The second part of the rubric is about the story. “The details of your story make a huge difference in your students’ engagement and excitement.” (Matera, 2015, Kindle location 1064) One of the goals of gamification is to get students more engaged, and even excited about learning. If the story of the gamification isn’t on point, then student buy-in will be hard to come by. My storyline that I have so far deals with the students being part of a team that has left Earth in search of a new home. To reach their new safe haven, they will have to navigate the depths of space, running into different issues along the way. I hope that with some fine-tuning, I can make this story engaging and exciting for most, if not all, of my students so chemistry can become a more exciting class. For this part of the rubric, I think the criteria are well defined and would be demonstrable in the gamification plan.

The third aspect of the rubric “Well-organized, risk oriented problem solving”, is something I don’t feel as confident about. The title of this section makes sense to me, and it is important for the gamification to include problem solving, but I feel like this will be hard to demonstrate at this beginning of planning level, especially the risk-oriented aspect. At this point, I am planning on each unit of my game to revolve around students solving a problem, but I’m not sure I can demonstrate the criterion well at this point. One key to successful gamification is that this should be something that builds from year to year. The second tip that Meyer (2016) shares for gamifying a course is to not build everything at once. I feel like once I actually implement my gamification, I will get a better feel for what will work, what will need to be changed, and also what new things I can add. I know this is something that I will probably always be adjusting, even from one unit to the next. I think the criterion in this section could be reexamined and perhaps re-worded to be of more use for this section.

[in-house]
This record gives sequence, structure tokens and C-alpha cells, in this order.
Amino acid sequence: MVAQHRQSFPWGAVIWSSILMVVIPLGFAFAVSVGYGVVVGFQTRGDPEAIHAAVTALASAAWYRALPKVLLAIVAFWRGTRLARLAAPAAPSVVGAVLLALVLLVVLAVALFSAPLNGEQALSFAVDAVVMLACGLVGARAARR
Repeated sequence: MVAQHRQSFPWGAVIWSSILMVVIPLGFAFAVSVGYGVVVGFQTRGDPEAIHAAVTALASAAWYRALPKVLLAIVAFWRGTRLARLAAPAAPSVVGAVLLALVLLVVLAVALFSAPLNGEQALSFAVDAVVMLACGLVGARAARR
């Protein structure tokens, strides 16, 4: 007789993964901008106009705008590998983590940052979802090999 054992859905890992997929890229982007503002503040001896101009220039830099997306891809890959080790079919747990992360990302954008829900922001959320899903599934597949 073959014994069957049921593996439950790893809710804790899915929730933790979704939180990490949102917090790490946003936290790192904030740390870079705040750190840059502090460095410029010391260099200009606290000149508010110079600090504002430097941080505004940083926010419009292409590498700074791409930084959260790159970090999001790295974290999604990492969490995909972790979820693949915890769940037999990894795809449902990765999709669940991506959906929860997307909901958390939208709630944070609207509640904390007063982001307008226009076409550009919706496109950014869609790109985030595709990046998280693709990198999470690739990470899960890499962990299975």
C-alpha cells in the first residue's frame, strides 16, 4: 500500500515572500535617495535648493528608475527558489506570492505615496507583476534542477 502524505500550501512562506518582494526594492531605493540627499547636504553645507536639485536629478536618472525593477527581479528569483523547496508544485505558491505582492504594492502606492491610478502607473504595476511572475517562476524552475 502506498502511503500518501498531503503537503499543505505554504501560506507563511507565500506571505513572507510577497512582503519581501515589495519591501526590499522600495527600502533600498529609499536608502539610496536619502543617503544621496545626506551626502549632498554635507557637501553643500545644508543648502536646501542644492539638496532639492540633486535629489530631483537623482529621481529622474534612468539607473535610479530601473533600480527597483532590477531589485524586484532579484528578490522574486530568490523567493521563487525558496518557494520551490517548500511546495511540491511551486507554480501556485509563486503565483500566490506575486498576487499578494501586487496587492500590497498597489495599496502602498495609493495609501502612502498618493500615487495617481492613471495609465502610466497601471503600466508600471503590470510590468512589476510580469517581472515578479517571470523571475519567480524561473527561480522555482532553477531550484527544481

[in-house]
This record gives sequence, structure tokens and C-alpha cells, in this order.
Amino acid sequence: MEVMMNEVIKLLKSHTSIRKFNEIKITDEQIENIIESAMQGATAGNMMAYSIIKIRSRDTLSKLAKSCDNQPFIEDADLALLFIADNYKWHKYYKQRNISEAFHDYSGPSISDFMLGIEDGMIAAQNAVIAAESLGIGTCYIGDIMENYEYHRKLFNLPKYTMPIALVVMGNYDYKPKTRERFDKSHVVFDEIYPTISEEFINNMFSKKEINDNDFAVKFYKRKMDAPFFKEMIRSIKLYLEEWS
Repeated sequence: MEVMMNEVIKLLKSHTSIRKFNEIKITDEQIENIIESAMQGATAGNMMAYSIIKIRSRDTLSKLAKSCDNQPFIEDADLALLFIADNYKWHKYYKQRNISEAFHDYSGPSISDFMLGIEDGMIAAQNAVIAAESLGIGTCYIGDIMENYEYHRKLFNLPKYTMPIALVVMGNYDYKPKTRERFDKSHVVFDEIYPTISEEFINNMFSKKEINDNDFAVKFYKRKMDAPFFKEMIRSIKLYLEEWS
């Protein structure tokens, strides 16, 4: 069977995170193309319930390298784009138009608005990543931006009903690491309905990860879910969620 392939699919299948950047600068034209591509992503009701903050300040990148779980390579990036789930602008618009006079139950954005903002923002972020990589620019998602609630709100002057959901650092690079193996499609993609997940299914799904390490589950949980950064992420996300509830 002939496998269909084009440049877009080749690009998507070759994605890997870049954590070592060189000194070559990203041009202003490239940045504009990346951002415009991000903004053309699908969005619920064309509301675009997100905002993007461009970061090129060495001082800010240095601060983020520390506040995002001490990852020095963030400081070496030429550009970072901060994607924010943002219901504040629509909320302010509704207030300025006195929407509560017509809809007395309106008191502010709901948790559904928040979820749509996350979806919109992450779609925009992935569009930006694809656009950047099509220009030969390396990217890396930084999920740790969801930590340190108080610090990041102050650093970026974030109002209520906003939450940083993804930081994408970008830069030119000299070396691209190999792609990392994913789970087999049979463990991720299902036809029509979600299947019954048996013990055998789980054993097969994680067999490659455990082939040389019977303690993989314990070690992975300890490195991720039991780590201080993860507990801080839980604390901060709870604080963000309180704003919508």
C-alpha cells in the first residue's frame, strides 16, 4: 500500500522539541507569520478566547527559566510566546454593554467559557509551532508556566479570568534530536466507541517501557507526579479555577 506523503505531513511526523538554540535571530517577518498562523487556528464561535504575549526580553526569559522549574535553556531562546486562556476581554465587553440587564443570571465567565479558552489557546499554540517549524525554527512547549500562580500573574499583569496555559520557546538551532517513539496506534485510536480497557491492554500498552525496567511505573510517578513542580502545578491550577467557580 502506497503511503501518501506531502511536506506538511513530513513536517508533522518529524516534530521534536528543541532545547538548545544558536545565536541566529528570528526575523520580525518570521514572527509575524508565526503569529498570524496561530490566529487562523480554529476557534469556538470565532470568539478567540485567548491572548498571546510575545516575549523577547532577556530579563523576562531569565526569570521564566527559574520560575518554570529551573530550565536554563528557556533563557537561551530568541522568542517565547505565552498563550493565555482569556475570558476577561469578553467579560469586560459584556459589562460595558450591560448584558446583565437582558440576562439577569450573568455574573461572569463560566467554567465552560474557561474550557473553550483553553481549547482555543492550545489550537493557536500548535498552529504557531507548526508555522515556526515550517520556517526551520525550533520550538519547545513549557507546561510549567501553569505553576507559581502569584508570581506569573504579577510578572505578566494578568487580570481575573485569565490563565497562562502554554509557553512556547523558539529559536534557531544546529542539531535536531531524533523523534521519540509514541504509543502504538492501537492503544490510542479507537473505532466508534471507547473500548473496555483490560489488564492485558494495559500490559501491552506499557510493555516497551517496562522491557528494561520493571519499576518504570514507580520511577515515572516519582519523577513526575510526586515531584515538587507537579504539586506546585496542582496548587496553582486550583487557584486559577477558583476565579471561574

The fourth part of the rubric focuses on engaging and motivating the students. I really think that by turning chemistry into a mission for human survival, I will be able to engage a large majority, perhaps even all, of my students in class on a more regular basis. I hope to offer a variety of options for students to complete quests, and have enough side quests, badges, and even hidden content (Easter eggs) to keep students playing the game, even outside of the classroom. Choice is going to be a key for keeping all of my students engaged, and that is something that will probably evolve over time. The criterion for this element of the rubric are very straightforward do not need to be changed.

The fifth component of the rubric is about student collaboration. “A healthy gamified classroom must include a variety of elements that build upon one another and create opportunities for effect communication and collaboration among students.” (Matera, 2015, Kindle location 378) In my game, certain quests will require students to work together within the same class (lab experiments or presentations), but based on the readings on gamification, I also want to have opportunities for students to work with those from other class periods. My game design has each class period aboard a different space ship, but their goals are all the same. It is possible students from different ships (classes) could work together to solve a problem (side-quest). These activities would most likely be optional, but would allow students to go beyond the minimum learning objectives. Again, the criterion for this section of the rubric is very succinct and requires no modification.

Component six of the rubric deals with scaffolding and mastery. I believe with my gamification plan, this aspect is straightforward and easily demonstrable. John McCarthy (2016), in his article Gamifying Your Class to Meet the Needs of All Learners talks about the opportunity that gamification provides for differentiation of learning. Students are able to pick the assignments that work best for them, and in doing so become more engaged in learning. In each unit of my game, students will be able to pick and choose the assignments that appeal to them. Students can choose a more challenging assignment if they feel ready, or they will be able to select something with more support if they aren’t quite ready for the hard stuff yet. Most units will build on previous units, but all will rely somewhat on prior knowledge. I feel that the criterion for this section are well written and do not need any changes.